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Liuqahs15

C++ & Python - Code Executes and Closes Immediately

6 posts in this topic

I've embedded Python into C++ successfully (without even remotely as much pain and agony as with Lua). Now when I run a simple test program, the console window opens and closes immediately. It definitely executes the way it should with no problems, however I seem to be unable to stop it from closing immediately. I've called system("PAUSE") and added cin >> variable so the program basically has absolutely no choice but to wait for input, yet these things are somehow ignored. I'm on Windows 7 using Visual Studio 2012. Here's the code:

[CODE]
#include <Python.h>
#include <iostream>
using namespace std;
int main(int argc, char *argv[])
{
Py_SetProgramName(argv[0]); /* optional but recommended */
Py_Initialize();
PyRun_SimpleString("from time import time,ctime\n"
"print 'Today is',ctime(time())\n");
Py_Finalize();
int x = 0;
cin >> x;
system("PAUSE");

return 0;
}
[/CODE]

Any idea what's going on here? Oddly, when I place that code that's supposed to pause it

[CODE]

int x = 0;
cin >> x;
system("PAUSE");
[/CODE]

in BEFORE all the python code, it does actually stop. Even worse: I've used breakpoints. If placed on or before the call to Py_Initialize(), the code stops at the breakpoint. Anywhere else, the breakpoint is never reached. Strangely, VC++ will usually tell you if a breakpoint will never be reached, however it seems to believe that the breakpoints placed after Py_Initialize() will be reached.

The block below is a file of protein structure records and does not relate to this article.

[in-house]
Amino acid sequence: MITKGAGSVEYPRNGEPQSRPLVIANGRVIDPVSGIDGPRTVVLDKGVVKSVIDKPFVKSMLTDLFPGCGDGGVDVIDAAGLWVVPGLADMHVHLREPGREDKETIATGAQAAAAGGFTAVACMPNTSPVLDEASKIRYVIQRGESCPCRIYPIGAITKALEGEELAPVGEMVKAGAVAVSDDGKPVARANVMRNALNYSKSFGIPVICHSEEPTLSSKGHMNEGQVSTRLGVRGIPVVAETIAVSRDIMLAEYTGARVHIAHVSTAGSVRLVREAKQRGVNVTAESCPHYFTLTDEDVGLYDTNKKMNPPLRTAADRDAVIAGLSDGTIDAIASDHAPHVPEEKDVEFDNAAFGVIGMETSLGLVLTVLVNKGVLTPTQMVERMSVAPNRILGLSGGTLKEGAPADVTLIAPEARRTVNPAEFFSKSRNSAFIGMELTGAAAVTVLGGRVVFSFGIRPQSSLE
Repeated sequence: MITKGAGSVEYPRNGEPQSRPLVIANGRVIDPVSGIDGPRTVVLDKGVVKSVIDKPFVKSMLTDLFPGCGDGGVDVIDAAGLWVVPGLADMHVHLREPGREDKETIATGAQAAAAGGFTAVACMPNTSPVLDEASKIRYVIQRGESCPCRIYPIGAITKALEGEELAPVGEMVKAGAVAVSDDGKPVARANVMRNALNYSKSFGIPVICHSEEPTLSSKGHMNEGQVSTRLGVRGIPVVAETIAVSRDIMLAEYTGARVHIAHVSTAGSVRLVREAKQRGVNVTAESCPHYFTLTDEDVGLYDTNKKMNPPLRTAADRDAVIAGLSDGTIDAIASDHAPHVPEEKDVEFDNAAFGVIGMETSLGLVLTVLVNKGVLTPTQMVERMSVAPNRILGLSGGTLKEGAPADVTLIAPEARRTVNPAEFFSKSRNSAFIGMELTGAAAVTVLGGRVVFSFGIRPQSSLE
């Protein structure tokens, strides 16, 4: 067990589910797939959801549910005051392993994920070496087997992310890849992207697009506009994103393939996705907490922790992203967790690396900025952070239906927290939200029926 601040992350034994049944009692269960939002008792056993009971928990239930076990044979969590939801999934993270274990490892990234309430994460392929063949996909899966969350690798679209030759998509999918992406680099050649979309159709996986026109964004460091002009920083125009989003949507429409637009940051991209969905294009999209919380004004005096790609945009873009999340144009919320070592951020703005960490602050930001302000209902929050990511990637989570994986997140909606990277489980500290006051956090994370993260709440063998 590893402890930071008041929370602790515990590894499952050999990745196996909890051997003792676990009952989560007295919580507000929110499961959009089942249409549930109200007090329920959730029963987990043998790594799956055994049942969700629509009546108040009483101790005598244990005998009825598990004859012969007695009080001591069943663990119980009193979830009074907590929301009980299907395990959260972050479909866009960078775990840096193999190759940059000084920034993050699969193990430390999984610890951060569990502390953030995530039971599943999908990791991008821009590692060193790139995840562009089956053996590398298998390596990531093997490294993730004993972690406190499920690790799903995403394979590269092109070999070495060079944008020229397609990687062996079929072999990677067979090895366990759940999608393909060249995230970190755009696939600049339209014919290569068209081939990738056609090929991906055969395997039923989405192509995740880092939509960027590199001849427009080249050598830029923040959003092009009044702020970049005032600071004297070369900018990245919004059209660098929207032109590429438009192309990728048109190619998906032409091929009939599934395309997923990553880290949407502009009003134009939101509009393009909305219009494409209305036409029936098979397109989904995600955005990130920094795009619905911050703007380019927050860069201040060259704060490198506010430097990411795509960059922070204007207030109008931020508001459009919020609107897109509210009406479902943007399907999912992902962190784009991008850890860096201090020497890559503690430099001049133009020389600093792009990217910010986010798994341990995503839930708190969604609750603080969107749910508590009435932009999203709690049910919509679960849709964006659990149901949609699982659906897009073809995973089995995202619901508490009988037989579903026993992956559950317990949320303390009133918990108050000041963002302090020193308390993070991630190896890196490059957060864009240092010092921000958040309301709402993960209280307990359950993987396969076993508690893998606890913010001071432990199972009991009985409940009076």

UPDATE::

So apparently there's an error occuring. I barely noticed it. What happens is, a message is output "Import Error: No module named site." The program then closes immediately. Any ideas? I'm googling now, and I'll be back with another update if I find an answer, for future readers. Edited by Shaquil
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Annoyingly, the python DLL isn't self contained, it depends on several python files to run properly. Which version of Python are you embedding? With the 2.6 series or earlier you can zip up the contents of your Python/Lib directory into a file that you can stick in the Python path. 2.7 calls initsite() before you can set the the python path meaning that you need to place the relevant .py files in just the right spot for Py_Initialize() to work properly.
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[quote name='SiCrane' timestamp='1352209340' post='4998020']
Annoyingly, the python DLL isn't self contained, it depends on several python files to run properly. Which version of Python are you embedding? With the 2.6 series or earlier you can zip up the contents of your Python/Lib directory into a file that you can stick in the Python path. 2.7 calls initsite() before you can set the the python path meaning that you need to place the relevant .py files in just the right spot for Py_Initialize() to work properly.
[/quote]